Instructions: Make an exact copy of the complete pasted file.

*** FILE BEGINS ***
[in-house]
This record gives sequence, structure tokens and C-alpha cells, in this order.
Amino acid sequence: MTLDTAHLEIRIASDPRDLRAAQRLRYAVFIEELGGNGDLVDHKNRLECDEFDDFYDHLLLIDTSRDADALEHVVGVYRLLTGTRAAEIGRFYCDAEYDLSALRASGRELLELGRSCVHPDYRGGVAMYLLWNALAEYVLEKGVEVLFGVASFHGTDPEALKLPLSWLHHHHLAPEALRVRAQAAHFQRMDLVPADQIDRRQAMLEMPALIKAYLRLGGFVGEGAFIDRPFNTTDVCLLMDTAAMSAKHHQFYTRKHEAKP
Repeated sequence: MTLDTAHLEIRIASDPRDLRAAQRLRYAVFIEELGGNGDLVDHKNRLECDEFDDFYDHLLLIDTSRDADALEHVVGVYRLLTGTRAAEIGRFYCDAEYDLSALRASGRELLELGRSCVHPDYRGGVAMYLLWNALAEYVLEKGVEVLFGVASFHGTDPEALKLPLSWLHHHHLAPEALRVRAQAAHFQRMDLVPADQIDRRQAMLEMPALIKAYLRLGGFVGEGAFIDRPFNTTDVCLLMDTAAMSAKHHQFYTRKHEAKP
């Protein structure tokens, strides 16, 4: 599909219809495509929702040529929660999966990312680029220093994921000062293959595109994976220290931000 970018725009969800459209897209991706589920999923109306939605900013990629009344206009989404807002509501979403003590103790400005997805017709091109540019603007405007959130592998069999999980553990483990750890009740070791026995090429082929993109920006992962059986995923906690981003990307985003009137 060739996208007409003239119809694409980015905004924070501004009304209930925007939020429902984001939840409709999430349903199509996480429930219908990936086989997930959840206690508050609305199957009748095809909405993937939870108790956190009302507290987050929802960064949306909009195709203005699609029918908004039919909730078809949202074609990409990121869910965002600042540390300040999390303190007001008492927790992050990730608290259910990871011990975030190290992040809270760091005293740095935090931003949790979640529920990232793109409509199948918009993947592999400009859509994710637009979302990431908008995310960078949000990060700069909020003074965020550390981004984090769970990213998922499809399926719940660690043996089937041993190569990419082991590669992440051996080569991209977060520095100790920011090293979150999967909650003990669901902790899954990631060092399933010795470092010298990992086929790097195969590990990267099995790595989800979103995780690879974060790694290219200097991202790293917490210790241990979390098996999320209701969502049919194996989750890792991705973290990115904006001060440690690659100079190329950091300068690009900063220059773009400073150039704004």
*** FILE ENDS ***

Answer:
[in-house]
This record gives sequence, structure tokens and C-alpha cells, in this order.
Amino acid sequence: MTLDTAHLEIRIASDPRDLRAAQRLRYAVFIEELGGNGDLVDHKNRLECDEFDDFYDHLLLIDTSRDADALEHVVGVYRLLTGTRAAEIGRFYCDAEYDLSALRASGRELLELGRSCVHPDYRGGVAMYLLWNALAEYVLEKGVEVLFGVASFHGTDPEALKLPLSWLHHHHLAPEALRVRAQAAHFQRMDLVPADQIDRRQAMLEMPALIKAYLRLGGFVGEGAFIDRPFNTTDVCLLMDTAAMSAKHHQFYTRKHEAKP
Repeated sequence: MTLDTAHLEIRIASDPRDLRAAQRLRYAVFIEELGGNGDLVDHKNRLECDEFDDFYDHLLLIDTSRDADALEHVVGVYRLLTGTRAAEIGRFYCDAEYDLSALRASGRELLELGRSCVHPDYRGGVAMYLLWNALAEYVLEKGVEVLFGVASFHGTDPEALKLPLSWLHHHHLAPEALRVRAQAAHFQRMDLVPADQIDRRQAMLEMPALIKAYLRLGGFVGEGAFIDRPFNTTDVCLLMDTAAMSAKHHQFYTRKHEAKP
């Protein structure tokens, strides 16, 4: 599909219809495509929702040529929660999966990312680029220093994921000062293959595109994976220290931000 970018725009969800459209897209991706589920999923109306939605900013990629009344206009989404807002509501979403003590103790400005997805017709091109540019603007405007959130592998069999999980553990483990750890009740070791026995090429082929993109920006992962059986995923906690981003990307985003009137 060739996208007409003239119809694409980015905004924070501004009304209930925007939020429902984001939840409709999430349903199509996480429930219908990936086989997930959840206690508050609305199957009748095809909405993937939870108790956190009302507290987050929802960064949306909009195709203005699609029918908004039919909730078809949202074609990409990121869910965002600042540390300040999390303190007001008492927790992050990730608290259910990871011990975030190290992040809270760091005293740095935090931003949790979640529920990232793109409509199948918009993947592999400009859509994710637009979302990431908008995310960078949000990060700069909020003074965020550390981004984090769970990213998922499809399926719940660690043996089937041993190569990419082991590669992440051996080569991209977060520095100790920011090293979150999967909650003990669901902790899954990631060092399933010795470092010298990992086929790097195969590990990267099995790595989800979103995780690879974060790694290219200097991202790293917490210790241990979390098996999320209701969502049919194996989750890792991705973290990115904006001060440690690659100079190329950091300068690009900063220059773009400073150039704004």